Traditional Cinderella story sheds light on the true meaning of kindness

Riley Hyatt, Reporter

As I stepped inside the theater the day after the revamped “Cinderella” was released, I knew I was in for an interesting experience. I swam through a pool of young girls dressed in frilly pink dresses who were accompanied by their mothers and fathers (who probably only attended for the popcorn and comfortable seats the movie theater provides.) The theater was buzzing. Grandparents followed their grandchildren up the stairs to the seats of their choosing and I sat behind two rows reserved for “Sophia’s Birthday Party.” Likely a fatal mistake since Sophia, and every other girl in the maxed out theater would be witnessing the ultimate princess fairytale. Cinderella and Prince Charming would soon come life right before their very eyes, and mine.

Lily James, as Cinderella, drove the theme “Have courage and be kind” throughout the whole film. Cinderella would remember her mother’s last words and they would be the reasoning behind all of her actions.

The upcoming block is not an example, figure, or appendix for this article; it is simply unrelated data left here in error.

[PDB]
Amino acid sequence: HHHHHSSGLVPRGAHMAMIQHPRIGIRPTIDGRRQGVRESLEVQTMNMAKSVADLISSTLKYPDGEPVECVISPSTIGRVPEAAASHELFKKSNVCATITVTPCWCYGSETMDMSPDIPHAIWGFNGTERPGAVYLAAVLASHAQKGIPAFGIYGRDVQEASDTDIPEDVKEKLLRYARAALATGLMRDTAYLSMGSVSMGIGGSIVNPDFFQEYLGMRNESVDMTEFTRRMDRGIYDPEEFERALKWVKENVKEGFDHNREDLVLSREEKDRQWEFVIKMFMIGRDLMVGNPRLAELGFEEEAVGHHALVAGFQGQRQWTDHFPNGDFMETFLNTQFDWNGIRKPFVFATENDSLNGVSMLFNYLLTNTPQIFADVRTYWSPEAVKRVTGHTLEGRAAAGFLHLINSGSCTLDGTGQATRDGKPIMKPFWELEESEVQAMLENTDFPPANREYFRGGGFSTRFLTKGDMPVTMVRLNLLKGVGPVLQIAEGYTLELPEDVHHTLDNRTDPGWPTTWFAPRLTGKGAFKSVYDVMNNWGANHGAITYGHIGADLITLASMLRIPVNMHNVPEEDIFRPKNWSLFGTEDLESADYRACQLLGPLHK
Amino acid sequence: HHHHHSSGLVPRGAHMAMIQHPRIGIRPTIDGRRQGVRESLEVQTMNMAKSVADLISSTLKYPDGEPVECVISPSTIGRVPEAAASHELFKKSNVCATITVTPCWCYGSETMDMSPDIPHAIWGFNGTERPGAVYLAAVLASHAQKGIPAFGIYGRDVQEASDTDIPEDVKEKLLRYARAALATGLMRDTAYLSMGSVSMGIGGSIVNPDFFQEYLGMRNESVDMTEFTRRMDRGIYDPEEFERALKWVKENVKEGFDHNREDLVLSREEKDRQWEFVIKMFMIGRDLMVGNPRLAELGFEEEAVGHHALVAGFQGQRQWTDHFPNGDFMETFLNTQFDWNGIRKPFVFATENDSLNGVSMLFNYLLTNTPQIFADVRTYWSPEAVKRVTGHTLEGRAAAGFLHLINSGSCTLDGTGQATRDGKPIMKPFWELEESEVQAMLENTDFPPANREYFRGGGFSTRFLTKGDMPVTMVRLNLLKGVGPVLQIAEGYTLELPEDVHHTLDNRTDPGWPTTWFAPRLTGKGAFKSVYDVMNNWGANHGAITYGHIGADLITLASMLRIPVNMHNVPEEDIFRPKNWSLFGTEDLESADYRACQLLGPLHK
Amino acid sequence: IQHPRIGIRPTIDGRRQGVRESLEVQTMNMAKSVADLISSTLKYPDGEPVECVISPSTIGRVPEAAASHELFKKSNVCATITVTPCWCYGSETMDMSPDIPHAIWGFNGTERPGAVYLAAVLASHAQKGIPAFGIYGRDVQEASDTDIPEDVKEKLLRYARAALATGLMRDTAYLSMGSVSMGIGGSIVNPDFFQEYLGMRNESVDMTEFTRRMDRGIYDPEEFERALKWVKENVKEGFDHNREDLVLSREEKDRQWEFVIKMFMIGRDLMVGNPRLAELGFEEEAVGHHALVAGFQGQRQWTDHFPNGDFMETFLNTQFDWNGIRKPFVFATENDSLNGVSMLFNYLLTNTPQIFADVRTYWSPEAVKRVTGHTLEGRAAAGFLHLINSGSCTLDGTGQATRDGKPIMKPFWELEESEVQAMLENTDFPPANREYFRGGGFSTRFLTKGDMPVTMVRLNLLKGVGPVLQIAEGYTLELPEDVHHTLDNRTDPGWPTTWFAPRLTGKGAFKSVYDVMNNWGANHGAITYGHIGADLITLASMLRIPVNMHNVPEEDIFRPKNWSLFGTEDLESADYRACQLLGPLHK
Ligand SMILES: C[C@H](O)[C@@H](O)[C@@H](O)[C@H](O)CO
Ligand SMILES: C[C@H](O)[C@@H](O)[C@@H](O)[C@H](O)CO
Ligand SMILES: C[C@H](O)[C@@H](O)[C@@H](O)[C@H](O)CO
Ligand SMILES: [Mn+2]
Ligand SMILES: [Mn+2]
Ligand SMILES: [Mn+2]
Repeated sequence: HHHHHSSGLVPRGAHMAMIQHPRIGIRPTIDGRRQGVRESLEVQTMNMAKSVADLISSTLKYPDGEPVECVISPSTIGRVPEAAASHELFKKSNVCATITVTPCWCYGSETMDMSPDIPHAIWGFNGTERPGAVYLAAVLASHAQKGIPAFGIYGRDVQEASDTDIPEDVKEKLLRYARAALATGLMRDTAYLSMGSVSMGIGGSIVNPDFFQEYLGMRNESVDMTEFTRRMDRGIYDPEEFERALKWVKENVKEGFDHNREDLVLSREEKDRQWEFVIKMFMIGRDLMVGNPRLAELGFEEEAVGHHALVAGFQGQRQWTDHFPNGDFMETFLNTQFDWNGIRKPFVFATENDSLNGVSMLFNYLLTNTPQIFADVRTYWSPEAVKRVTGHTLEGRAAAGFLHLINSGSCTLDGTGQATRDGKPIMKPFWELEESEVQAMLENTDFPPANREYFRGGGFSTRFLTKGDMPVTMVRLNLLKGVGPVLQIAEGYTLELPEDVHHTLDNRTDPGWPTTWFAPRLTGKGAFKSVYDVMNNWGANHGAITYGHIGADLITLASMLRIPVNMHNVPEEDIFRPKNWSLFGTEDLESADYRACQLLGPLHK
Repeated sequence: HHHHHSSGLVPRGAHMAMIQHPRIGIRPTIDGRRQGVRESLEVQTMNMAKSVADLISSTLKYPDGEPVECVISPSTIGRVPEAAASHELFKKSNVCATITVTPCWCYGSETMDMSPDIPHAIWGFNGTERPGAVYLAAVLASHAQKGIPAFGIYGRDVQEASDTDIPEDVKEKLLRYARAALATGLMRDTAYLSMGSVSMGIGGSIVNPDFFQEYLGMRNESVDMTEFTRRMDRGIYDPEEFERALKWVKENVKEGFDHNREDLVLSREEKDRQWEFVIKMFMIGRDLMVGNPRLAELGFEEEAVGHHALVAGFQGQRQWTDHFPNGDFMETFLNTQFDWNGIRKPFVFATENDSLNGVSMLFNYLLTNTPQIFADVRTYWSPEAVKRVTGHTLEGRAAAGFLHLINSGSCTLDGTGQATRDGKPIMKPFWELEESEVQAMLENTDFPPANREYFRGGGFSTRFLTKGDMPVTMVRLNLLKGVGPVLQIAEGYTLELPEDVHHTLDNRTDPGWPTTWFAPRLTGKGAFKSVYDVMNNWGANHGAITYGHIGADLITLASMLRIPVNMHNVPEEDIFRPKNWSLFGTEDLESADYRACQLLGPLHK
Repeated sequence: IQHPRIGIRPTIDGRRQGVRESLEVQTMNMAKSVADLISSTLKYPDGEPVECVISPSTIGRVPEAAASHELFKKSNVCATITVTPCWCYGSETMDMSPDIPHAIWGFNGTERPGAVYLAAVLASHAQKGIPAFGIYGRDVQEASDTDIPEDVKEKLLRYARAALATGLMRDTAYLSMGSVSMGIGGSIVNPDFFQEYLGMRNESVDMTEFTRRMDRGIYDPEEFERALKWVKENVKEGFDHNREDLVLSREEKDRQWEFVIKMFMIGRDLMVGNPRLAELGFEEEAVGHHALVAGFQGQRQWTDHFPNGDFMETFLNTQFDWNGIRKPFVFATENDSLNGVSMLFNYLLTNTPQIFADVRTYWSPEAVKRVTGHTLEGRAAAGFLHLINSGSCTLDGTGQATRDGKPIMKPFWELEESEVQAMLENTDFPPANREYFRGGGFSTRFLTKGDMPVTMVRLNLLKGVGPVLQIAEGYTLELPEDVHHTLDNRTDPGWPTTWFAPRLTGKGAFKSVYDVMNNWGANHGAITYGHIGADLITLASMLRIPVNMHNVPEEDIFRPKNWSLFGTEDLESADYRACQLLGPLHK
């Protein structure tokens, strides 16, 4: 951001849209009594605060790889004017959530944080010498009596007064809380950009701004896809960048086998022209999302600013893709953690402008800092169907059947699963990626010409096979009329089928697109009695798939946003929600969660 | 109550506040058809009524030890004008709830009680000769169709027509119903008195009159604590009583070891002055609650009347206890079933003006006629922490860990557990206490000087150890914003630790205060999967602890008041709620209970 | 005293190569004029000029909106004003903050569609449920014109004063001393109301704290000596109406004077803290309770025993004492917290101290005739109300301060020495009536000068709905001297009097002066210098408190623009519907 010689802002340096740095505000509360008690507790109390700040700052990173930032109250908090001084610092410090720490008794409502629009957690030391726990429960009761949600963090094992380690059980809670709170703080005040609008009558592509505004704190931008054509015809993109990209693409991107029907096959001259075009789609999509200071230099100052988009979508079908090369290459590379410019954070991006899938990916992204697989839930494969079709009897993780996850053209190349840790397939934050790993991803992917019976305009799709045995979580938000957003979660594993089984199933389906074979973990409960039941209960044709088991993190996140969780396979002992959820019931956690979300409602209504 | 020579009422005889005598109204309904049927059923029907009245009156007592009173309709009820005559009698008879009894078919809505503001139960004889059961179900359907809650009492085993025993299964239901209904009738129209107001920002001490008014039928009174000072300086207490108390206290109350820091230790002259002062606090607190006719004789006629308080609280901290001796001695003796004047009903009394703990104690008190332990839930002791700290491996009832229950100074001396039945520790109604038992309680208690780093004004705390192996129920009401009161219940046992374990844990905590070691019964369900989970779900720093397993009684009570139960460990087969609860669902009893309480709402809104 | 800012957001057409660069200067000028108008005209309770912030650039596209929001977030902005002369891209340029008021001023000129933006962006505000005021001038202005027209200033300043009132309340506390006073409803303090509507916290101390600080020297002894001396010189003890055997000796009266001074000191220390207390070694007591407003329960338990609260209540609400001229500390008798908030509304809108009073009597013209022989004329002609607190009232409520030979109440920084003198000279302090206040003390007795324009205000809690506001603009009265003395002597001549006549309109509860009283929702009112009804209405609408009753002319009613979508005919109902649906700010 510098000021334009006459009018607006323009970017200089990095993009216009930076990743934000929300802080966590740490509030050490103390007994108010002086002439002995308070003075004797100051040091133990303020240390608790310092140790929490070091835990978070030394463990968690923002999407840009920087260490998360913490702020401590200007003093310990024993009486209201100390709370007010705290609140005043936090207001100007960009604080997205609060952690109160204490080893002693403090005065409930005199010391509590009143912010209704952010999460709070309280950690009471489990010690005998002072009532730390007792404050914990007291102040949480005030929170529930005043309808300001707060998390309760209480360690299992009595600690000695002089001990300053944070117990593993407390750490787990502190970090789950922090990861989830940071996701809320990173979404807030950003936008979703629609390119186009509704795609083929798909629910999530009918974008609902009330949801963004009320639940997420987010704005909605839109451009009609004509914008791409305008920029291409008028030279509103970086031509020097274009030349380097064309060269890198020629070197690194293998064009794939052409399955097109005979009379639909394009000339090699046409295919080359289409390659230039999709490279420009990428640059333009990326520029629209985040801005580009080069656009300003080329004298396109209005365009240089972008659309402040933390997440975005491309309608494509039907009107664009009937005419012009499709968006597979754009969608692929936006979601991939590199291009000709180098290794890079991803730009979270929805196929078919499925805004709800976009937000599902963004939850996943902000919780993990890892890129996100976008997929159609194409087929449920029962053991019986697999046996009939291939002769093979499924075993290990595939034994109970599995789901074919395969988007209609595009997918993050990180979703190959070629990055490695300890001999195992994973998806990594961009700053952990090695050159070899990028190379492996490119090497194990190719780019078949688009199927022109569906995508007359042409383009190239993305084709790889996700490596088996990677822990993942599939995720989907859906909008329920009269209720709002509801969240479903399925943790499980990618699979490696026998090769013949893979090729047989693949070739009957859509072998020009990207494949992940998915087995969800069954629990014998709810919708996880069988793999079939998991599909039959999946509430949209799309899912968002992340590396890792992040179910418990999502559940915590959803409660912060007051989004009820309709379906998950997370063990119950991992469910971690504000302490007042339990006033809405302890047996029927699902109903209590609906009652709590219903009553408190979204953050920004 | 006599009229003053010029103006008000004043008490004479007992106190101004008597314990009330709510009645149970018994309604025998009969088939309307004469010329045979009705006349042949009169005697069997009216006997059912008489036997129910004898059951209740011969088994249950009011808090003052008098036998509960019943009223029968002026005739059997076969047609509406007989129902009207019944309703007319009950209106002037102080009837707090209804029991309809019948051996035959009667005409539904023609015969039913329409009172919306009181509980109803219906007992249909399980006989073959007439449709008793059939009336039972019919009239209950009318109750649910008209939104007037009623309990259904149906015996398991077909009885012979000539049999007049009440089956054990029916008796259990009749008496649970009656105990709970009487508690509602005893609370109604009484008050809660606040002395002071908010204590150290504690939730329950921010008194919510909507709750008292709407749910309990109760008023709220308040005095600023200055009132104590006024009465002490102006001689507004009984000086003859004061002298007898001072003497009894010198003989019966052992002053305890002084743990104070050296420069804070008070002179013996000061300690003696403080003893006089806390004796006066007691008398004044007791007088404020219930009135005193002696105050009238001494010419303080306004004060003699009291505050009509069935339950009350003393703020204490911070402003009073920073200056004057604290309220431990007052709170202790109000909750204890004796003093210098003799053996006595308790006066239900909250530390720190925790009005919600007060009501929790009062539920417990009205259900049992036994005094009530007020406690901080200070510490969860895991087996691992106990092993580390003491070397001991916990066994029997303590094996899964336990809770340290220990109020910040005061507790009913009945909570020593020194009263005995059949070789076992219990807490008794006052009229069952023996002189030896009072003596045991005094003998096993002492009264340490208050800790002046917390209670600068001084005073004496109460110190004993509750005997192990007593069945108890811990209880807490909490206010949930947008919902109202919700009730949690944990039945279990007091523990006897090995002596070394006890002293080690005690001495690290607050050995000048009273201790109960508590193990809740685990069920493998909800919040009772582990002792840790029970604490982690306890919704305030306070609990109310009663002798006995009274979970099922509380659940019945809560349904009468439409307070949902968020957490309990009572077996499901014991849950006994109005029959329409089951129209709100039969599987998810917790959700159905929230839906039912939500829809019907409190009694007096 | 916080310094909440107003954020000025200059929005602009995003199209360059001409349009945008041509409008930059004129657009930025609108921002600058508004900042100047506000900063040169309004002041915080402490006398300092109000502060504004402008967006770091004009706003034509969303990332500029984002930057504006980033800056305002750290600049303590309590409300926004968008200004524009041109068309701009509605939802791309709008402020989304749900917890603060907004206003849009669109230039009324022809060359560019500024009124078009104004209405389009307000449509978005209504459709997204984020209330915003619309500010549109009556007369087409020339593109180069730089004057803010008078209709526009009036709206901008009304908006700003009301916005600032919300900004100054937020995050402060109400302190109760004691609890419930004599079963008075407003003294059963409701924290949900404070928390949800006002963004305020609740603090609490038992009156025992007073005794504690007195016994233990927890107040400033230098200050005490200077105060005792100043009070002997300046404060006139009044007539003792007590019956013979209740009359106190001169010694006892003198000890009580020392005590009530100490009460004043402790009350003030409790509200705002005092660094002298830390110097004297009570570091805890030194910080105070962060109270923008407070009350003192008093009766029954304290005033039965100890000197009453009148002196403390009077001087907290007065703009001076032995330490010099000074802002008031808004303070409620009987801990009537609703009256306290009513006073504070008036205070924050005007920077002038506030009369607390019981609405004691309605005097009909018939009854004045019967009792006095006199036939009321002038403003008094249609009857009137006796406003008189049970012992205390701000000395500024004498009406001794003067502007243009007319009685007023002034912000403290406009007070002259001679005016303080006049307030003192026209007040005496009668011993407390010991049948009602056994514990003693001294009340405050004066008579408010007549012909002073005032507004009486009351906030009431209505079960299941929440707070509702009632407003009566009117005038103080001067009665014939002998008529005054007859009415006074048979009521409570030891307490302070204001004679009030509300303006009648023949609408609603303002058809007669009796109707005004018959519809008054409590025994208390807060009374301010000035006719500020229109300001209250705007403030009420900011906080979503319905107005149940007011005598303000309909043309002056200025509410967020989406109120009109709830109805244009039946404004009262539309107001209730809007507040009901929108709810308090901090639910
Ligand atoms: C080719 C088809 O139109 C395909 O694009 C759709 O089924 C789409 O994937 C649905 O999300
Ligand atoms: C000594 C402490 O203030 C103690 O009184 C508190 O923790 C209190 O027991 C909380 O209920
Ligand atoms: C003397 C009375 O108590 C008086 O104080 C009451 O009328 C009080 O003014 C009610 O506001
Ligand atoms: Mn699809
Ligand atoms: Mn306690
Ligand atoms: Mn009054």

The story goes on as the original Disney film did. Cinderella’s mother dies, her father remarries, she has to deal with an unruly stepmother and two hideous step sisters, she slowly becomes their slave and is forced to work for them, she meets the prince, is forbidden to go to the ball by her stepmother, is saved by her fairy god mother, goes to the ball in a beautiful blue gown, dances with the prince at the ball, loses one of her glass slippers on the steps at midnight, blah blah blah the shoe fits, she forgives her evil stepmother and everything is right in the world. We all know the story and have likely seen it many times, but the modern twist on the Disney classic appealed to me and to parents of young children who were finally able to see a movie that wasn’t filled with profanities. I paid my part in the $70 million “Cinderella” grossed on its opening weekend in the US, and I’m proud of it.

It may sound cliche but Cinderella’s kindness and eternal hope for the future truly made me want to be a better person. It inspired me to not give up on people even if they seem hopeless. Just because someone is evil (in Cinderella’s case it was her stepmother) doesn’t mean they don’t deserve kindness. How you act towards another person reflects on your character, not that of the other person. Although “Cinderella” is still loved by Disney fans everywhere, Kenneth Branagh’s new “Cinderella” brings home lessons I never truly understood from the 1950 animated film.

If you dislike Disney princesses, I strongly suggest giving “Cinderella” one more try. James changed my mind and will likely change many others’ as well.